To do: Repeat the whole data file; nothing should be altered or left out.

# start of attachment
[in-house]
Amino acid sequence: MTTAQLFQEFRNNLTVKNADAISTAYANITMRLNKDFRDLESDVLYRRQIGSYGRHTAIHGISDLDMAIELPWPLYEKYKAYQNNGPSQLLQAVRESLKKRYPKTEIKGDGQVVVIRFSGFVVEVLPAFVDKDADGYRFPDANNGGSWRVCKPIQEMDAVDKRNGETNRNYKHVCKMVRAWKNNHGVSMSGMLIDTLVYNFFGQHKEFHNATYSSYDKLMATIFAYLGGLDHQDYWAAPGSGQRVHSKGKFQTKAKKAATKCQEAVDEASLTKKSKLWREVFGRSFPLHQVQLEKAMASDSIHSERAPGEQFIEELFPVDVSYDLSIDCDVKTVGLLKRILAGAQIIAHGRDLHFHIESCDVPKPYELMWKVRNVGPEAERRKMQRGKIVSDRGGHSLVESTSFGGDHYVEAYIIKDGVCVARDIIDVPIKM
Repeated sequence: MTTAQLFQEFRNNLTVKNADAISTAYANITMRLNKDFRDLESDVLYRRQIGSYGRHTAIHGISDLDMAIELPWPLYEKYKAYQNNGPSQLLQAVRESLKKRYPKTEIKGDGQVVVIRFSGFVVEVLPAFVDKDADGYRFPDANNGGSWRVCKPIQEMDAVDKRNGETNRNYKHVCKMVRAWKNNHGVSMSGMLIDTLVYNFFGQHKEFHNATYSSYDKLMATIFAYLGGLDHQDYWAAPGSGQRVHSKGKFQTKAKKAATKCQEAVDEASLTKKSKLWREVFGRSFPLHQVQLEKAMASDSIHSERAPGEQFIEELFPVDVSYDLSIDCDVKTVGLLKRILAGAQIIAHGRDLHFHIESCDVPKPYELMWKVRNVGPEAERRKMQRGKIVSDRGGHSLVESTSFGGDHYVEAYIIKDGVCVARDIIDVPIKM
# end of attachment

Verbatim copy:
[in-house]
Amino acid sequence: MTTAQLFQEFRNNLTVKNADAISTAYANITMRLNKDFRDLESDVLYRRQIGSYGRHTAIHGISDLDMAIELPWPLYEKYKAYQNNGPSQLLQAVRESLKKRYPKTEIKGDGQVVVIRFSGFVVEVLPAFVDKDADGYRFPDANNGGSWRVCKPIQEMDAVDKRNGETNRNYKHVCKMVRAWKNNHGVSMSGMLIDTLVYNFFGQHKEFHNATYSSYDKLMATIFAYLGGLDHQDYWAAPGSGQRVHSKGKFQTKAKKAATKCQEAVDEASLTKKSKLWREVFGRSFPLHQVQLEKAMASDSIHSERAPGEQFIEELFPVDVSYDLSIDCDVKTVGLLKRILAGAQIIAHGRDLHFHIESCDVPKPYELMWKVRNVGPEAERRKMQRGKIVSDRGGHSLVESTSFGGDHYVEAYIIKDGVCVARDIIDVPIKM
Repeated sequence: MTTAQLFQEFRNNLTVKNADAISTAYANITMRLNKDFRDLESDVLYRRQIGSYGRHTAIHGISDLDMAIELPWPLYEKYKAYQNNGPSQLLQAVRESLKKRYPKTEIKGDGQVVVIRFSGFVVEVLPAFVDKDADGYRFPDANNGGSWRVCKPIQEMDAVDKRNGETNRNYKHVCKMVRAWKNNHGVSMSGMLIDTLVYNFFGQHKEFHNATYSSYDKLMATIFAYLGGLDHQDYWAAPGSGQRVHSKGKFQTKAKKAATKCQEAVDEASLTKKSKLWREVFGRSFPLHQVQLEKAMASDSIHSERAPGEQFIEELFPVDVSYDLSIDCDVKTVGLLKRILAGAQIIAHGRDLHFHIESCDVPKPYELMWKVRNVGPEAERRKMQRGKIVSDRGGHSLVESTSFGGDHYVEAYIIKDGVCVARDIIDVPIKM